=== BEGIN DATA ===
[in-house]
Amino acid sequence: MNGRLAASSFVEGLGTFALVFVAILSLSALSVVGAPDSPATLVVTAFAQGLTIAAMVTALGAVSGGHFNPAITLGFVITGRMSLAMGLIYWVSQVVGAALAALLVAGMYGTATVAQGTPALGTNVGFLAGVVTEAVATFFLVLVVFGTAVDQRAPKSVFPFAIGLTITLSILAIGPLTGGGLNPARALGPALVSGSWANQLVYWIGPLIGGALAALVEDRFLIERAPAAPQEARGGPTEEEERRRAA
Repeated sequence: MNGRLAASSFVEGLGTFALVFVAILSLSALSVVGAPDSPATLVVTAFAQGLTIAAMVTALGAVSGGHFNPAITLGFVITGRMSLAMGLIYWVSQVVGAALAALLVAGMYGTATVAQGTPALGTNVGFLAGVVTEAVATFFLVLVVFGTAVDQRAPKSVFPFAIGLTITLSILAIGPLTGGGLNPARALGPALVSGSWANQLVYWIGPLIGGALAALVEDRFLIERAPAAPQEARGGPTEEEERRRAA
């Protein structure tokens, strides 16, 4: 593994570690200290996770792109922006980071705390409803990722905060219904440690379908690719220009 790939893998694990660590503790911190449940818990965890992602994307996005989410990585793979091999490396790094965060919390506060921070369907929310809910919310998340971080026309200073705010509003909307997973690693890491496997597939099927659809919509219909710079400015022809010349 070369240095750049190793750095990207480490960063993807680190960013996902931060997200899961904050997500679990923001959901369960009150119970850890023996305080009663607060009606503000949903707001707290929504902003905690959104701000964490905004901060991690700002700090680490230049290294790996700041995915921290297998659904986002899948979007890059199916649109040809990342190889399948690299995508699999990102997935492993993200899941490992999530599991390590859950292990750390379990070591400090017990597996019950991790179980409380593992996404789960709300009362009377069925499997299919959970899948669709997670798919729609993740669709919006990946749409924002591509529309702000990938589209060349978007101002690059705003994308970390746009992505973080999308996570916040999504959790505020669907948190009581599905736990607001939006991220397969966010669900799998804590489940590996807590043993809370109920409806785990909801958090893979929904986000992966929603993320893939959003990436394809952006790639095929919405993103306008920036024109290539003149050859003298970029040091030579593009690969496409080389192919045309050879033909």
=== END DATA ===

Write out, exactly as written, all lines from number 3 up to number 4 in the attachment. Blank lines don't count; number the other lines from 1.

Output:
Repeated sequence: MNGRLAASSFVEGLGTFALVFVAILSLSALSVVGAPDSPATLVVTAFAQGLTIAAMVTALGAVSGGHFNPAITLGFVITGRMSLAMGLIYWVSQVVGAALAALLVAGMYGTATVAQGTPALGTNVGFLAGVVTEAVATFFLVLVVFGTAVDQRAPKSVFPFAIGLTITLSILAIGPLTGGGLNPARALGPALVSGSWANQLVYWIGPLIGGALAALVEDRFLIERAPAAPQEARGGPTEEEERRRAA
């Protein structure tokens, strides 16, 4: 593994570690200290996770792109922006980071705390409803990722905060219904440690379908690719220009 790939893998694990660590503790911190449940818990965890992602994307996005989410990585793979091999490396790094965060919390506060921070369907929310809910919310998340971080026309200073705010509003909307997973690693890491496997597939099927659809919509219909710079400015022809010349 070369240095750049190793750095990207480490960063993807680190960013996902931060997200899961904050997500679990923001959901369960009150119970850890023996305080009663607060009606503000949903707001707290929504902003905690959104701000964490905004901060991690700002700090680490230049290294790996700041995915921290297998659904986002899948979007890059199916649109040809990342190889399948690299995508699999990102997935492993993200899941490992999530599991390590859950292990750390379990070591400090017990597996019950991790179980409380593992996404789960709300009362009377069925499997299919959970899948669709997670798919729609993740669709919006990946749409924002591509529309702000990938589209060349978007101002690059705003994308970390746009992505973080999308996570916040999504959790505020669907948190009581599905736990607001939006991220397969966010669900799998804590489940590996807590043993809370109920409806785990909801958090893979929904986000992966929603993320893939959003990436394809952006790639095929919405993103306008920036024109290539003149050859003298970029040091030579593009690969496409080389192919045309050879033909």